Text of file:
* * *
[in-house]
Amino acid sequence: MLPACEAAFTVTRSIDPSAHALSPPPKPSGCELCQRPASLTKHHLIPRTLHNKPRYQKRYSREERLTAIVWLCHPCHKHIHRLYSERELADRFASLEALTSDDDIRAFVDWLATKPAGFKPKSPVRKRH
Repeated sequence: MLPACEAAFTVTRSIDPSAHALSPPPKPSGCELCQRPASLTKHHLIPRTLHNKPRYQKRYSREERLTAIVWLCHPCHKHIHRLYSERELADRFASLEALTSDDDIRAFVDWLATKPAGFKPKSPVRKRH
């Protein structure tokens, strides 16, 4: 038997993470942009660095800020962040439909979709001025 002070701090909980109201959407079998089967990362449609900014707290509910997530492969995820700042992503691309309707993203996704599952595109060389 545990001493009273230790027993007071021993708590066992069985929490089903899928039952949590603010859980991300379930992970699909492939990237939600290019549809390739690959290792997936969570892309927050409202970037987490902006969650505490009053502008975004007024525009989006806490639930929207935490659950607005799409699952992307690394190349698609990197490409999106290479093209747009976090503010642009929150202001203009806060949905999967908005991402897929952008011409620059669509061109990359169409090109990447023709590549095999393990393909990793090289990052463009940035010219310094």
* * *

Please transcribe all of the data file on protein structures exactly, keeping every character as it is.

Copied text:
[in-house]
Amino acid sequence: MLPACEAAFTVTRSIDPSAHALSPPPKPSGCELCQRPASLTKHHLIPRTLHNKPRYQKRYSREERLTAIVWLCHPCHKHIHRLYSERELADRFASLEALTSDDDIRAFVDWLATKPAGFKPKSPVRKRH
Repeated sequence: MLPACEAAFTVTRSIDPSAHALSPPPKPSGCELCQRPASLTKHHLIPRTLHNKPRYQKRYSREERLTAIVWLCHPCHKHIHRLYSERELADRFASLEALTSDDDIRAFVDWLATKPAGFKPKSPVRKRH
């Protein structure tokens, strides 16, 4: 038997993470942009660095800020962040439909979709001025 002070701090909980109201959407079998089967990362449609900014707290509910997530492969995820700042992503691309309707993203996704599952595109060389 545990001493009273230790027993007071021993708590066992069985929490089903899928039952949590603010859980991300379930992970699909492939990237939600290019549809390739690959290792997936969570892309927050409202970037987490902006969650505490009053502008975004007024525009989006806490639930929207935490659950607005799409699952992307690394190349698609990197490409999106290479093209747009976090503010642009929150202001203009806060949905999967908005991402897929952008011409620059669509061109990359169409090109990447023709590549095999393990393909990793090289990052463009940035010219310094």